Events in Tennessee intervened for Longstreet. Union forces had occupied Knoxville and Chattanooga, and General Braxton Bragg’s Confederate army had retreated into northern Georgia. The situation demanded action, and with Lee’s reluctant approval, Davis ordered Longstreet, with Hood’s and McLaws’ divisions, to the region. The troops boarded trains on September 9 for a circuitous journey west. Bragg, meanwhile, advanced against Maj. Gen. William S. Rosecrans’ Federals, attacking them at Chickamauga Creek on September 19. Longstreet arrived on the battlefield about midnight, with the van of Hood’s Division close behind. Bragg assigned him to command of the army’s left wing.
The assault that Longstreet launched on the morning of September 20 demonstrated his abilities as a tactician. He stacked eight brigades in five lines to give the attack depth and power in the wooded terrain. The Yankees resisted fiercely, but the Southerners poured through a gap in their lines and scattered two Union divisions. Only a stalwart defense of Horseshoe Ridge by additional Federal units saved Rosecrans’ army. Longstreet’s presence on the battlefield proved to be the decisive factor for the Confederates. He brought order to his command, and his tactical alignment of units was a superb formation for the terrain and conditions on the field. According to a newspaperman, it was a belief in the army that “never in the war has any General been found who was superior to General Longstreet in the art of what is here called ‘putting in his men.'”
Ironically, the victory at Chickamauga rekindled long-standing dissension about Bragg’s leadership among the army’s senior officers. Although Longstreet was apparently not directly involved in the effort to oust Bragg from command, his relationship with Bragg deteriorated into acrimony and mutual dislike. When Longstreet failed to prevent a Union occupation of Lookout Valley, Bragg sent him and his troops to retake Knoxville. That operation ended in a bungled assault, with Longstreet preferring charges against McLaws and a brigade commander. His self-confidence had abandoned him, and he even tendered his resignation to the War Department, which was rejected. He and his men then spent a miserable winter in East Tennessee.
With the spring of 1864, Longstreet and his command returned to Virginia. On the morning of May 6, as the right wing of Lee’s army streamed rearward before a massive Union assault, Longstreet’s veterans arrived on the Wilderness battlefield. Although Lee stated after the war that Longstreet had been slow in coming up, his troops had marched 40 miles in less than 48 hours. Lee faced a crisis, and it appeared to him that Longstreet had been tardy in his arrival.
Longstreet reacted to the Federal attack with skill. He deployed his units in heavy skirmish lines — an excellent formation in the heavily wooded terrain — and sent them forward in a stunning counterattack. The Confederates broke the Northerners’ momentum and then drove them rearward. As Longstreet was preparing for a flank attack against the final Union line, he was seriously wounded by a volley from his own troops. He fell not far from where Stonewall Jackson had been mortally wounded by similar fire at Chancellorsville a year before. The planned charge faltered without Longstreet’s leadership.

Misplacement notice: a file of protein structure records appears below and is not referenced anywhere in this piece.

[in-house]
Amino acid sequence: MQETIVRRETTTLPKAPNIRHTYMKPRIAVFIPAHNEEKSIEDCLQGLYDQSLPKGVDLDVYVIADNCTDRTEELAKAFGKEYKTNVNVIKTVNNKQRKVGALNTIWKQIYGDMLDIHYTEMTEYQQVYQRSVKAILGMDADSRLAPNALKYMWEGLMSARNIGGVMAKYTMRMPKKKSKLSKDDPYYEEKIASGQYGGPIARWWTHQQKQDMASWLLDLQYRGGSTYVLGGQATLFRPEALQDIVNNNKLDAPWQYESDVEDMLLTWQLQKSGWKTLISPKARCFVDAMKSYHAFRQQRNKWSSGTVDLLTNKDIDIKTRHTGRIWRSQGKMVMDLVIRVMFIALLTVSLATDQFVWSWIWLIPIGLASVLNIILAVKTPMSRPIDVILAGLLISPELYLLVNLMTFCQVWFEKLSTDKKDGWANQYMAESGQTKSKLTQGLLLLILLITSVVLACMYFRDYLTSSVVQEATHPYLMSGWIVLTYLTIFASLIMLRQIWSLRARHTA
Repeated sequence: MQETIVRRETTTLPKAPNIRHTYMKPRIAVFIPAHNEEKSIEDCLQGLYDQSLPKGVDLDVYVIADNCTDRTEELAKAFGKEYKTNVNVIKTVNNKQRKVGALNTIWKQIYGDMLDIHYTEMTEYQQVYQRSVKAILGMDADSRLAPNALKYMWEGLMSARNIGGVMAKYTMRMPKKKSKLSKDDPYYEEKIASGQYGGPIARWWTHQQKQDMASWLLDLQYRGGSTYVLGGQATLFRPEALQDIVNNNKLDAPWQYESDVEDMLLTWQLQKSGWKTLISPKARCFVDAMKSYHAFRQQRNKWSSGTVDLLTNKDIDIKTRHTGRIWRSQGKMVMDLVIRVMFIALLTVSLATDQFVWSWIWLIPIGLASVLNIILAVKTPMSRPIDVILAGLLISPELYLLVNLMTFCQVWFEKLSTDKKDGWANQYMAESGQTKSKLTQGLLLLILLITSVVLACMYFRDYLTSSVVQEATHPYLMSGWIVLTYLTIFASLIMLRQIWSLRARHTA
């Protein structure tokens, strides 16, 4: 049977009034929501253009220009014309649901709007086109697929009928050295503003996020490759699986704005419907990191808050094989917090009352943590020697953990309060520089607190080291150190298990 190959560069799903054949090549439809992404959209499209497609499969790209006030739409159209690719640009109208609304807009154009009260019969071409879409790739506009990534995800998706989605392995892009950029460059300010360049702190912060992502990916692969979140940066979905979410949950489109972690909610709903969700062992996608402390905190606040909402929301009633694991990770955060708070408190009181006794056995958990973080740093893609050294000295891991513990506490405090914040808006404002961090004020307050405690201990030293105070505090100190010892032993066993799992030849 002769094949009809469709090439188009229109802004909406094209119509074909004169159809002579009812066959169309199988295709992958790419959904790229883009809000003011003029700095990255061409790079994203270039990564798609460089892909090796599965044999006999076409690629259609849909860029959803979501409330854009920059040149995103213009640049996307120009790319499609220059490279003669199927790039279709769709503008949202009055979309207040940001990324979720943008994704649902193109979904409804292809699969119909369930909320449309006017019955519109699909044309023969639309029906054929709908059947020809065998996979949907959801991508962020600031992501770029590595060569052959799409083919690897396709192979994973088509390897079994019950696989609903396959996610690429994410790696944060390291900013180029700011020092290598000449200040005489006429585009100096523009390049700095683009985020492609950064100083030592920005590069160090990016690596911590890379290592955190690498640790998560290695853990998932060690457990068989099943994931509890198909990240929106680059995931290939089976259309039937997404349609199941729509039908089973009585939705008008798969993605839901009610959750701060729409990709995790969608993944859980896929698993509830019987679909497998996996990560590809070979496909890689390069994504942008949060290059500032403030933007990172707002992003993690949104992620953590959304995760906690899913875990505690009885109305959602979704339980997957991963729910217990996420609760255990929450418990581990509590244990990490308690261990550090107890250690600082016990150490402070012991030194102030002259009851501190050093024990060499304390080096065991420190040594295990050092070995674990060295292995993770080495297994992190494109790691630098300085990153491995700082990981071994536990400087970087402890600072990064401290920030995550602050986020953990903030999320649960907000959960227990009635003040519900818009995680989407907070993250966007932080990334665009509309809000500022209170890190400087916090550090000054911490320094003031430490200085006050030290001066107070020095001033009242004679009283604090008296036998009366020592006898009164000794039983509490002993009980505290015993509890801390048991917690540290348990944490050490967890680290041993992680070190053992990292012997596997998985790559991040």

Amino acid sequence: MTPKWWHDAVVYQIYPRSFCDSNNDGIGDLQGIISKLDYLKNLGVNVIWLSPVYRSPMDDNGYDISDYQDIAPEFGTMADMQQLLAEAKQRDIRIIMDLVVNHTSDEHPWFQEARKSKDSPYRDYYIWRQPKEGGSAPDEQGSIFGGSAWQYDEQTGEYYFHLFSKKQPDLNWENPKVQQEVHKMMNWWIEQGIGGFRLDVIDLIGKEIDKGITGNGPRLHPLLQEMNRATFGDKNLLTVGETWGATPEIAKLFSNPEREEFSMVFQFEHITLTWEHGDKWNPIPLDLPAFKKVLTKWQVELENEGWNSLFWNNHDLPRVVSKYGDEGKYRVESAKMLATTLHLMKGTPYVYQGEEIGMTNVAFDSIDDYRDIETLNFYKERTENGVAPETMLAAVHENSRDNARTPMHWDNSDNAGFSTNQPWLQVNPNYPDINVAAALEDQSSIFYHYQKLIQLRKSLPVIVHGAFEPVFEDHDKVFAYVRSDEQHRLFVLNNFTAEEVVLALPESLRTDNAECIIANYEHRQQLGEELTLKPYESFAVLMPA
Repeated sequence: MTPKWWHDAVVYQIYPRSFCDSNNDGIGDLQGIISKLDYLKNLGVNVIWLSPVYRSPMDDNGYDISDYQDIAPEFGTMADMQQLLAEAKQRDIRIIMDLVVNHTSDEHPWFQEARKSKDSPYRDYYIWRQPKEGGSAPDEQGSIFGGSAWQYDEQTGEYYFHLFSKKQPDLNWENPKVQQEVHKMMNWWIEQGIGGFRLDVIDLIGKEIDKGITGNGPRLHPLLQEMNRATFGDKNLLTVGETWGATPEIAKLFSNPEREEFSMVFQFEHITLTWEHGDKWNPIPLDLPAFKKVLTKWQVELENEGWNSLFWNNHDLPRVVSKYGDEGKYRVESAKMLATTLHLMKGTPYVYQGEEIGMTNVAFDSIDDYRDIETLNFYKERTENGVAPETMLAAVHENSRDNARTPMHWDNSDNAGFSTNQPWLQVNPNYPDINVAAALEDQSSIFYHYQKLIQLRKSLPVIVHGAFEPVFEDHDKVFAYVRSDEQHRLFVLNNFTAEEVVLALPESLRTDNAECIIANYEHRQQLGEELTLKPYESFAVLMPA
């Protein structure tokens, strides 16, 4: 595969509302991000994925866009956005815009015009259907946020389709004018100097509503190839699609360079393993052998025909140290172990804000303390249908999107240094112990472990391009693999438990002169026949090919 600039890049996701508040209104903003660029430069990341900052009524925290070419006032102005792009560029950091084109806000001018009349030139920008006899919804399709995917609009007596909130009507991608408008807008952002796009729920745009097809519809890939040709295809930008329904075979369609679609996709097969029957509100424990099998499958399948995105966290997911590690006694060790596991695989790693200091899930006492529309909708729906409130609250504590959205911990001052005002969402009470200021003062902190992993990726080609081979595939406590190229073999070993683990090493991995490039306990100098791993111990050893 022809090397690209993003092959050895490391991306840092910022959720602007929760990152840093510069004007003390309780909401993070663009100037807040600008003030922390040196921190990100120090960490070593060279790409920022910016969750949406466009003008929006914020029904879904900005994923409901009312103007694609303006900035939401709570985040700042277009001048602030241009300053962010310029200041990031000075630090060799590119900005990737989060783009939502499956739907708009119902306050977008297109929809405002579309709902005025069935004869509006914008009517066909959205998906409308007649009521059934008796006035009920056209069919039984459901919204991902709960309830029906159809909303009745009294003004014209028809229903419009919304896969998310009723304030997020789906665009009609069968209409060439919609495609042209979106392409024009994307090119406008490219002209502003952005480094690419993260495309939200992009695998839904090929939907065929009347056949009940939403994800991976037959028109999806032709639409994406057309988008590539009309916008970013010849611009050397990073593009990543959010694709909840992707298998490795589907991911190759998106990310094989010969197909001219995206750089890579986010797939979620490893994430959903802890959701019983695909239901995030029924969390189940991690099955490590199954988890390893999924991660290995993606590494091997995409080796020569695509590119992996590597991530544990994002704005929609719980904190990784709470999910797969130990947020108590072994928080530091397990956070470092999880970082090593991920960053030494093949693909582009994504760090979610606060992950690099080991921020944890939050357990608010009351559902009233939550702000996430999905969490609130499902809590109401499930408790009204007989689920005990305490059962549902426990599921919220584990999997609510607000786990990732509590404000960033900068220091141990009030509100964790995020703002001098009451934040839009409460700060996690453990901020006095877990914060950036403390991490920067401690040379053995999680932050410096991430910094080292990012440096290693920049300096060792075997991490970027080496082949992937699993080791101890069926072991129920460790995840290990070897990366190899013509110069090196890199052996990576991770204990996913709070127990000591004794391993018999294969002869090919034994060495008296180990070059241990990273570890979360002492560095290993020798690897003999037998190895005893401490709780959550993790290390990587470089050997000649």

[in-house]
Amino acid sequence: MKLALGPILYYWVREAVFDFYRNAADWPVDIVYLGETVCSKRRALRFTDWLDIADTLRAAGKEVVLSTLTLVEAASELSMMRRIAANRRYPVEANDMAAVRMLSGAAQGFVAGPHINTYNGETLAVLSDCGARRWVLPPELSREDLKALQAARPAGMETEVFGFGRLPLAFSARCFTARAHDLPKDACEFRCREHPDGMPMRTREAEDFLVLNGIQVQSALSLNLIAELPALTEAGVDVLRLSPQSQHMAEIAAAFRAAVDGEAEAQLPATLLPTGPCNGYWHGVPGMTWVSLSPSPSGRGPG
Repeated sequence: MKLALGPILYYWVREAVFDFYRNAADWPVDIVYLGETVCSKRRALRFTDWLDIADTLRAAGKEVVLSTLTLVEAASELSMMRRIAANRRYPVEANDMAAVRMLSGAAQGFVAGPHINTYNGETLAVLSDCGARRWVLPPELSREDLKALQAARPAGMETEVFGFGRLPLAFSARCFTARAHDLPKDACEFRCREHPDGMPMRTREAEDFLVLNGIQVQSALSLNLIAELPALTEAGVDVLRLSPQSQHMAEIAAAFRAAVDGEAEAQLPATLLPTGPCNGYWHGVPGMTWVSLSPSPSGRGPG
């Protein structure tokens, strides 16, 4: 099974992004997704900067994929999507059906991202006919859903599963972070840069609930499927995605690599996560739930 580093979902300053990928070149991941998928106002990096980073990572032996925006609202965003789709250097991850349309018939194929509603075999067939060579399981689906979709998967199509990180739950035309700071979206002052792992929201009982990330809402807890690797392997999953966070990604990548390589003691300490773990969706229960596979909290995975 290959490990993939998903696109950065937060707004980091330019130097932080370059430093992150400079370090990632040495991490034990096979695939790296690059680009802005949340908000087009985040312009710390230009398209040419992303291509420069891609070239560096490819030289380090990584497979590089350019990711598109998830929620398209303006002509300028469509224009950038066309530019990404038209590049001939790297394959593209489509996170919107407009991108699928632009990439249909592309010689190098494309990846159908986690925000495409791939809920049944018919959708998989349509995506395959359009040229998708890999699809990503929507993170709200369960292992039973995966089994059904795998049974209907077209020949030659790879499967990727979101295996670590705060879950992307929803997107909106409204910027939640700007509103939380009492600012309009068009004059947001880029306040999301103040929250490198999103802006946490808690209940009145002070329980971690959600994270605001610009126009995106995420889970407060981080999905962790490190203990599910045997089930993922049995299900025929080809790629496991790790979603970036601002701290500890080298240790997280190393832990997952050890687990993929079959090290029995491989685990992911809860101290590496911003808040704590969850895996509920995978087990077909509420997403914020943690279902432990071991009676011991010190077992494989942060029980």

The First Corps commander had been struck by a bullet in the throat that passed through his shoulder, severing nerves. He would not return to the army until October. By then the life of Lee’s army was draining away daily in the trenches at Petersburg. The end came in April 1865. As Lee prepared to meet Lt. Gen. Ulysses S. Grant to surrender at Appomattox Court House, Longstreet said to Lee, “General, if he does not give us good terms, come back and let us fight it out.” But Grant, Longstreet’s best friend at West Point and in the antebellum army, offered generous terms, and it was over.
History might have been kinder to “Old Pete,” as his men called him, if he had not survived the Wilderness wound. Instead, his postwar decisions to accept federal posts and to join the Republican Party made him an inviting target as fellow Confederates sought a scapegoat for the cause’s defeat. He aided his enemies by his writings. He had had bad performances during the war, but to be charged as “the only one responsible for the loss of the cause” was unquestionably unfair.
A physically strong man — he stood 6 feet 2 and weighed about 200 pounds — Longstreet had worked tirelessly for the cause. An excellent organizer, he assembled arguably the finest staff in the army. A skillful tactician, he had directed four assaults that defined his ability on a battlefield. His personal courage was never questioned. He lacked Stonewall Jackson’s prowess in independent command, but in other key respects he was Jackson’s superior. Part of Lee’s genius lay in using the best attributes of both of those exceptional lieutenants. It had been Lee’s decision to appoint Longstreet by date of rank as his senior subordinate.
When the Army of Northern Virginia recrossed the Potomac River after Gettysburg, Longstreet wrote a letter to an uncle. In it he stated that he “would prefer that all the blame should rest upon me. As General Lee is our commander, he should have the support and influence we can give him.”
He then added, “The truth will be known in time, and I leave that to show how much of the responsibility of Gettysburg rests on my shoulders.” Unfortunately for him, he could not know at the time how heavy that burden would be. It would define his military career and history’s judgment of him.
This article was written by Jeffry D. Wert and originally published in the August 2006 issue of Civil War Times Magazine.